10. The allegations of the source have been brought to the attention of the Government. In a statement dated 11 October 2006 the Government alleges that Mr. Humayun was arrested on 31 March 2006 on the charge of counterfeiting ATM cards and using them to fraudulently withdraw more than 1,200,000 riyals from bank accounts of about 320 card holders. The Government alleges that Mr. Humayun’s father assisted another accomplice of Mr. Humayun, a Pakistani national, to escape to Pakistan with the fraudulently acquired funds. An investigation conducted by the competent Saudi Arabian authorities established the validity of the charges brought against the persons concerned and that confessions were made according to the law. Charges against Mr. Humayun and his father were referred to the Public Investigation and Prosecution Department in the district of Al-Khobar in accordance with a letter from the Governor dated 13 August 2006 in order to enable the Department to take the requisite action within the scope of its jurisdiction. The matter relating to the counterfeited cards was referred to the Board of Grievances in the Eastern Province in accordance with a communication of 26 August 2006 from the Control and Investigation Board so that it could be submitted to the competent criminal court for adjudication. The issue concerning an application for extradition of the Pakistani fugitive was also transferred to the Department by the Governor on 3 August 2006.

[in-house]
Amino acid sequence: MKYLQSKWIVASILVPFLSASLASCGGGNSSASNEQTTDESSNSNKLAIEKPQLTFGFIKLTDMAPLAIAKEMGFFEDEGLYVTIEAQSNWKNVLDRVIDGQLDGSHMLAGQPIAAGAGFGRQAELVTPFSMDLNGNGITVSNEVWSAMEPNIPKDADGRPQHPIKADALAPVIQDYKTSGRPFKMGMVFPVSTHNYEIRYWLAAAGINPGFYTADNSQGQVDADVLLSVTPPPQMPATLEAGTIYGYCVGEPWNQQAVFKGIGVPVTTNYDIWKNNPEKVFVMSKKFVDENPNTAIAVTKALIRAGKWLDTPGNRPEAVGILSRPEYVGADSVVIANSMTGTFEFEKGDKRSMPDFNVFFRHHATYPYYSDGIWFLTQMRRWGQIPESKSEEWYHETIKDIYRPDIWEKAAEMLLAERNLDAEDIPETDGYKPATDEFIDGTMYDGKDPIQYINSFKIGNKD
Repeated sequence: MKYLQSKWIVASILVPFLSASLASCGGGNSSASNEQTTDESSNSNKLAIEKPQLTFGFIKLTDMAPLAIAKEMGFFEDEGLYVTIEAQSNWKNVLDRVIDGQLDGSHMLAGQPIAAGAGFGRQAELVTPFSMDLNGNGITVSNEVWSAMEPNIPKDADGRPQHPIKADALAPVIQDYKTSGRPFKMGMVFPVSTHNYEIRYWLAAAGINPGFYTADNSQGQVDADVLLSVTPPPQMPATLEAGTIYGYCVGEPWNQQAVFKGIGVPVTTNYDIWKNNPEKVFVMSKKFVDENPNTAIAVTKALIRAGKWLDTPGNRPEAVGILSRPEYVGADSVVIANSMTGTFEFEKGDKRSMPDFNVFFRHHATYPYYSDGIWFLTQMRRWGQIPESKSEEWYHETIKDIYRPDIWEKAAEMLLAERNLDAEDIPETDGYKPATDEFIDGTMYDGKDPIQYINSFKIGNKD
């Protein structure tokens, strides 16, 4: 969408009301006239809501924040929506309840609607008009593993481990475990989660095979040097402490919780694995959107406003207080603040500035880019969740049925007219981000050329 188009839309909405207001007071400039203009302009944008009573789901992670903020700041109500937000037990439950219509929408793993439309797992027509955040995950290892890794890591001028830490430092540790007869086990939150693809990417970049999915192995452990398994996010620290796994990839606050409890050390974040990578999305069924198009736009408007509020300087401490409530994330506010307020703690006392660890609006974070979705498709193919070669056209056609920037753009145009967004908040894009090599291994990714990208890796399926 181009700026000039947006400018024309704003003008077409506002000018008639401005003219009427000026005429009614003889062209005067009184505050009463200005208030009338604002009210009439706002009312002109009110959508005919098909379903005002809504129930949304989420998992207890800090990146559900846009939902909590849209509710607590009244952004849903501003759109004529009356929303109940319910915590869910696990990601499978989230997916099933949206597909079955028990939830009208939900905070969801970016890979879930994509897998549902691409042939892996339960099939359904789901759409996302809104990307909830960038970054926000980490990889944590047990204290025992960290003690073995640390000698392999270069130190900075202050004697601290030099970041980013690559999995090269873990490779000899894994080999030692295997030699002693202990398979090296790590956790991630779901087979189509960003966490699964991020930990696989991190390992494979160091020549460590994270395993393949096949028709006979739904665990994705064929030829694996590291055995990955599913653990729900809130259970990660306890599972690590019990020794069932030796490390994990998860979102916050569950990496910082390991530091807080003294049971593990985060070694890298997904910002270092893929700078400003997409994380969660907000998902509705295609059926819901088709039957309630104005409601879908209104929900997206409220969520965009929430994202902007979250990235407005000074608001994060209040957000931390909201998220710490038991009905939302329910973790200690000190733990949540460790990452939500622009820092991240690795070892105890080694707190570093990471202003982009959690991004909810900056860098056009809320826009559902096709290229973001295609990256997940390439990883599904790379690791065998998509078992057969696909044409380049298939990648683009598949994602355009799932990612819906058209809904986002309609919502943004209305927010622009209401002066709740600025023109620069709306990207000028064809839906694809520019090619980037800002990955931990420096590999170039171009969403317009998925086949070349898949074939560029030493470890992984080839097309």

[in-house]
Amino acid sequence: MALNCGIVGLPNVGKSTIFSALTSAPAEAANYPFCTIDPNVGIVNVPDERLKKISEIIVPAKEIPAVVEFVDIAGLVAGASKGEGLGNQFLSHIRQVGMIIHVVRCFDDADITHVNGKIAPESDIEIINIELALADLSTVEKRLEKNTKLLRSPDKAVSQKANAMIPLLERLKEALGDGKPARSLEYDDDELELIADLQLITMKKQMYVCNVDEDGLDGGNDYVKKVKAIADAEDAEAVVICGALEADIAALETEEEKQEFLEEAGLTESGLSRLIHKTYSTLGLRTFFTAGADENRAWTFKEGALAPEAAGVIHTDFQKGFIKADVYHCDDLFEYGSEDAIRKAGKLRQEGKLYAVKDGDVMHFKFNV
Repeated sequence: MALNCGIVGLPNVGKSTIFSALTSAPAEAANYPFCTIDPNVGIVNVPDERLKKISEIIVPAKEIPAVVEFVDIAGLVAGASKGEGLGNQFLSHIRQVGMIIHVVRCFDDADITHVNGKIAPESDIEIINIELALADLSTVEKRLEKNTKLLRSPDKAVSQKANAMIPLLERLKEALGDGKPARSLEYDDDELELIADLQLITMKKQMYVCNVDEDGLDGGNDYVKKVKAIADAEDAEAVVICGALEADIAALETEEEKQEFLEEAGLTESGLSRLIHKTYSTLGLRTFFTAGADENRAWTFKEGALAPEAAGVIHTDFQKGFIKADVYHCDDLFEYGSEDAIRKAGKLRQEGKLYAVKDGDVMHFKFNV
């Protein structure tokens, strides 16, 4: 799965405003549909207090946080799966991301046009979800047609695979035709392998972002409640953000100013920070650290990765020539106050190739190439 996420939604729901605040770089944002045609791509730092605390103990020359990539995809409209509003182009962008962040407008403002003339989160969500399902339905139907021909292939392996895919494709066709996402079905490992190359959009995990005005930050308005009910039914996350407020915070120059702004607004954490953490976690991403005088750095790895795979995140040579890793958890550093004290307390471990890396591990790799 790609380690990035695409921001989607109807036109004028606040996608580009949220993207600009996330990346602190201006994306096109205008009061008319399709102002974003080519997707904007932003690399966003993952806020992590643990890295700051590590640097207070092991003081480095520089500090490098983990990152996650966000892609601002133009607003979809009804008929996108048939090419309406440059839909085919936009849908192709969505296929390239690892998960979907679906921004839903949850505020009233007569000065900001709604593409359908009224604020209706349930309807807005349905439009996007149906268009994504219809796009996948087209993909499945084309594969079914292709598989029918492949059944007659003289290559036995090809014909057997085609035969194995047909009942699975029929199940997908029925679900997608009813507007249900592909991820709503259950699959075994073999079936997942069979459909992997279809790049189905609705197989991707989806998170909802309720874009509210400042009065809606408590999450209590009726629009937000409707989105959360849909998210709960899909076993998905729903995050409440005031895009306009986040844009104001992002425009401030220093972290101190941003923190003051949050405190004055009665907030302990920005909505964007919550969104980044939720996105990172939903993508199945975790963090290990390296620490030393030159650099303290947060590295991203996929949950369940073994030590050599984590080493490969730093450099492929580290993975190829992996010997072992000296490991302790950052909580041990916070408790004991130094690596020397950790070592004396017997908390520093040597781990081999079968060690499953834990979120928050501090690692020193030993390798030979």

11. The source, in its reply to the statement by the Government, did not contest the substance of the Government’s allegations.
12. The Working Group starts by pointing out that several of the allegations of the source are slightly contradictory in themselves. It is unrealistic to argue, for example, that Mr. Humayun was unaware of the charges against him. Namely the source itself admits that he was able to receive the visits of his lawyer, who, being familiar with legal questions could obviously assist his client in the communication with the authorities and to understand the charges against him.
13. In contrast, the presentation of the Government was consistent and reliable. The suspicion against him - the fraudulent tampering with ATM cards and the financial damage caused to card-users - is a serious charge worldwide, which gives rise to criminal prosecution in every country. The criminal investigation is still ongoing, therefore procedural flaws, if any, like the alleged lack of satisfactory interpretation can, and if proved true, and in the view of the Working Group, shall be corrected in the course of the forthcoming investigation and trial of the case. For that reason, bearing also in mind that Mr. Humayun is in custody since March 2006, a period of time, which cannot be held at this stage unreasonably long, it would be premature to take a stand concerning the alleged unfairness of the proceedings conducted against him.
14. Assessing all the information before it the Working Group delivers the following opinion. The deprivation of liberty of Syed Asad Humayun is not arbitrary.
Adopted on 22 November 2006.